If it were me, I'd want compensation for lost wages and pain/suffering, and I guess $250K might be alright. Because really, in the grand scheme of things, $250K or $250mil are NOT going to reverse what happened to me. I'd be more concerned that this doesn't happen again rather than getting a bigger check.
    [font=courier]
    i too have mixed feelings... but bear in mind that $250,000 has to cover lifelong expenses related to whatever screwup was made...

    Last edit by sunnygirl272 on Jan 20, '03
  8. by   howie122832
    originally posted by susanmary
    what about the woman who actually had the cancer & ended up putting off treatment as she was not diagnosed? did they cover this on the show? what a horrible story...








    that was my thought exactly!!! but i do feel for this woman, and i don't think 250,000.00 is even a drop in the bucket for this screw-up!
  9. by   sjoe
    Why is anyone surprised in the least? Lab personnel, etc. are often every bit as rushed and overloaded with work as are RNs. Of course, mistakes will be made, as they are made in every human activitiy, and more mistakes the more overworked people are.

    Since no one pointed it out, the $250,000 cap (which California already has) proposed by Bush, is in addition to all medical costs. This cap is for what used to be called "pain and suffering." A quarter of a million dollars is ample, IMHO, for anyone's pain and suffering.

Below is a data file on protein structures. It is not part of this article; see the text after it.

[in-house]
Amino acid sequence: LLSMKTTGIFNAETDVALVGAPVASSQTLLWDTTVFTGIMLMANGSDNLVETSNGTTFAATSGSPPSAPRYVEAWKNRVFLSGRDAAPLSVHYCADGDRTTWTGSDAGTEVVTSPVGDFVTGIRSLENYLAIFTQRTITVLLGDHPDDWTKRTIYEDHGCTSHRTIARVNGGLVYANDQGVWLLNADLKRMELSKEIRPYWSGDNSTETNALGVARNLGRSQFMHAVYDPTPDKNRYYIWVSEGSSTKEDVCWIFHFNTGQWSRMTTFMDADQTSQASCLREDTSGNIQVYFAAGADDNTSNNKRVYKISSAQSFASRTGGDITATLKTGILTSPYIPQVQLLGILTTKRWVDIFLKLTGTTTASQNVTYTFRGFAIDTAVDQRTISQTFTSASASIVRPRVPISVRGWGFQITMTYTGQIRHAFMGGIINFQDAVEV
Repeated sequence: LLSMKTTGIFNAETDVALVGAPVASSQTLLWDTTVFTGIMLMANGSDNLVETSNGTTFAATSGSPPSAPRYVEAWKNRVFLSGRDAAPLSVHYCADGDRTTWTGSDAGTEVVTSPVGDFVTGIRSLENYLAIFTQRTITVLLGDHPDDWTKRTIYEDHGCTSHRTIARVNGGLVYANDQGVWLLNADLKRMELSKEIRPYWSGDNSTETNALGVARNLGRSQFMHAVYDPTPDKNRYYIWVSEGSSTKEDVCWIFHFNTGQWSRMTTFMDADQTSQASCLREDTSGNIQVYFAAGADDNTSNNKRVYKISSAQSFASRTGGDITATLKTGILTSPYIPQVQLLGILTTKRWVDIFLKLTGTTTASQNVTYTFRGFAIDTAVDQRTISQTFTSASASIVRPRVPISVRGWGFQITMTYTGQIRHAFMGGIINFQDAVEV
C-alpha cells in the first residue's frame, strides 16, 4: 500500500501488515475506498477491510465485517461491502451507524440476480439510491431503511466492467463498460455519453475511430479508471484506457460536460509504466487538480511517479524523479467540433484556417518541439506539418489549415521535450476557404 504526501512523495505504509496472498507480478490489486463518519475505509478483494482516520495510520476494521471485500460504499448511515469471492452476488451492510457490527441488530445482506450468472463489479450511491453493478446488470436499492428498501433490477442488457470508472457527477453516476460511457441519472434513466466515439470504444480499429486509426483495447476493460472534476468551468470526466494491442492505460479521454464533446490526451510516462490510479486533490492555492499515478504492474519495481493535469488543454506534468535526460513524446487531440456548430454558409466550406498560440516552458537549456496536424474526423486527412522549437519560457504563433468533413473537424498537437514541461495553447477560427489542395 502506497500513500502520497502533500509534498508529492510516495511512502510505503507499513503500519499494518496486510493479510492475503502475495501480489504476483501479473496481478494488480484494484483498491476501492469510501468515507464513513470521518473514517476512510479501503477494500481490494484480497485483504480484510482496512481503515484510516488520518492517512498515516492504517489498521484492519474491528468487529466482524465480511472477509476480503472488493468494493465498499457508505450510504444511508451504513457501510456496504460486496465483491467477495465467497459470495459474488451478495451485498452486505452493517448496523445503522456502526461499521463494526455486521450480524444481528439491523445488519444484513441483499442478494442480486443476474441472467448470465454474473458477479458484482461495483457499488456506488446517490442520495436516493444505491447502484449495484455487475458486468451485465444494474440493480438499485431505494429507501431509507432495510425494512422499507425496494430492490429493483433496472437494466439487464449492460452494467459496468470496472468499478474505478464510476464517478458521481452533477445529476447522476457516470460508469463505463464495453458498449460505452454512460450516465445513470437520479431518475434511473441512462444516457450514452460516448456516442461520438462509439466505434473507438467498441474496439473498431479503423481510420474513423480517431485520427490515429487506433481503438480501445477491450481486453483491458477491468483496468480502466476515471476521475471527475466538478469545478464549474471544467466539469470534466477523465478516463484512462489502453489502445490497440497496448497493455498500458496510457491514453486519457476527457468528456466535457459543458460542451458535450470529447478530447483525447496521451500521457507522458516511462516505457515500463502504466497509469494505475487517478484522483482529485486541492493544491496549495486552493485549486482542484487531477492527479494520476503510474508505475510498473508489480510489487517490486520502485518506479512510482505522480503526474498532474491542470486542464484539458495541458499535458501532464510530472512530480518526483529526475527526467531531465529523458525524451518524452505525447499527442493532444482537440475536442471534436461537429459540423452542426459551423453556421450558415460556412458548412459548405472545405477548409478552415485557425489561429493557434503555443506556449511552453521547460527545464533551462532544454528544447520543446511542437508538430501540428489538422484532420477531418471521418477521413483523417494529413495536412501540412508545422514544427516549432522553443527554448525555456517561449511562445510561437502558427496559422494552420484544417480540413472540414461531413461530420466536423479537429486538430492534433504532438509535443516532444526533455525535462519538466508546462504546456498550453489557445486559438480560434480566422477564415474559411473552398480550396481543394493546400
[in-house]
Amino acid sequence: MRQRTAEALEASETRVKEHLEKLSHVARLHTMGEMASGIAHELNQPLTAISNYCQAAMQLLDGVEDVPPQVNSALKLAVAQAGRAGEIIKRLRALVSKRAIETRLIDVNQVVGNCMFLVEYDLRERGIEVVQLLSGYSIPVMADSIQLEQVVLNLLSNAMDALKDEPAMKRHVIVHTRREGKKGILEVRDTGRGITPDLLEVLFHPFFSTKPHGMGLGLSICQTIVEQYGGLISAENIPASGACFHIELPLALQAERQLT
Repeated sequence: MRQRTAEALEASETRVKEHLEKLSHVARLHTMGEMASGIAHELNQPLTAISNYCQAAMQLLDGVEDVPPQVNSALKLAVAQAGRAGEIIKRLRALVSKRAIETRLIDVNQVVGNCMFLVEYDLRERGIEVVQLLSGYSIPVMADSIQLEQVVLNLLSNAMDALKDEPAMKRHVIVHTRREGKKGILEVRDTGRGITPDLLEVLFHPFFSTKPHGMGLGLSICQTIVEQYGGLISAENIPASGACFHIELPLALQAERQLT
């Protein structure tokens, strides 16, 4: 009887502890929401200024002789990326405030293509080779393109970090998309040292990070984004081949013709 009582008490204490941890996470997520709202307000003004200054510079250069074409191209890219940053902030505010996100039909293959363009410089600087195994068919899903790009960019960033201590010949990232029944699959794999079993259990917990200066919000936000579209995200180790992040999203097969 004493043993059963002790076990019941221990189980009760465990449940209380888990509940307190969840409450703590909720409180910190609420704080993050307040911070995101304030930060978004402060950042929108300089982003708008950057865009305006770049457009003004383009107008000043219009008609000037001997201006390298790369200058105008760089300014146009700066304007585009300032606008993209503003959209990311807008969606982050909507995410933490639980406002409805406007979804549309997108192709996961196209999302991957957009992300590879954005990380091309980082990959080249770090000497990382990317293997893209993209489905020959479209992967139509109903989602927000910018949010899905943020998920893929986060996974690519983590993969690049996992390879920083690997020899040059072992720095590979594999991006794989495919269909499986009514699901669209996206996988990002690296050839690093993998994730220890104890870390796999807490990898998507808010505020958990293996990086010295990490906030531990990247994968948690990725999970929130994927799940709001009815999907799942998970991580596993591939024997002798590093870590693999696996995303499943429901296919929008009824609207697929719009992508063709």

10. by   sunnygirl272
    Originally posted by sjoe
    Why is anyone surprised in the least? Lab personnel, etc. are often every bit as rushed and overloaded with work as are RNs. Of course, mistakes will be made, as they are made in every human activitiy, and more mistakes the more overworked people are.

    Since no one pointed it out, the $250,000 cap (which California already has) proposed by Bush, is in addition to all medical costs. This cap is for what used to be called "pain and suffering." A quarter of a million dollars is ample, IMHO, for anyone's pain and suffering.
    my understanding was that it was for lifelong medical expenses as well as pain and suffering.....i am not doubting you in the least, but do you have a link handy?
  11. by   sunnygirl272
    Originally posted by sunnygirl272
    my understanding was that it was for lifelong medical expenses as well as pain and suffering.....i am not doubting you in the least, but do you have a link handy?
    i stand corrected...
    here is what i found:
    >>limit to three years the period in which a plaintiff may file a healthcare liability action to ensure that claims are brought in a timely manner, i.e. while evidence and witnesses are available.
    >>allocate damages fairly, in proportion to a party's degree of fault;
    >>allow patients to recover economic damages, such as future medical expenses and loss of future earnings, while capping non-economic damages, such as pain and suffering, at $250,000;
    >>place reasonable limits on punitive damages (i.e., the greater of two times the amount of economic damages awarded or $250,000.)
  12. by   BeachNurse
    This is not a surprising thing to happen. However, a mistake, a HUGE one was made. Yes, I'm sure she is glad that she doesn't have CA, but it's hard to be completely "happy" with that when you have needlessly had both breasts removed. I am of the thought that IF $250, 000 will not cover her expenses then she should get more.
  13. by   fab4fan
    In that case, a man who undergoes a bil. orchiectomy for test. CA, and then is told, "Oops, you don't have cancer...nevermind", should be glad he doesn't have CA...and his wife should be happy, too.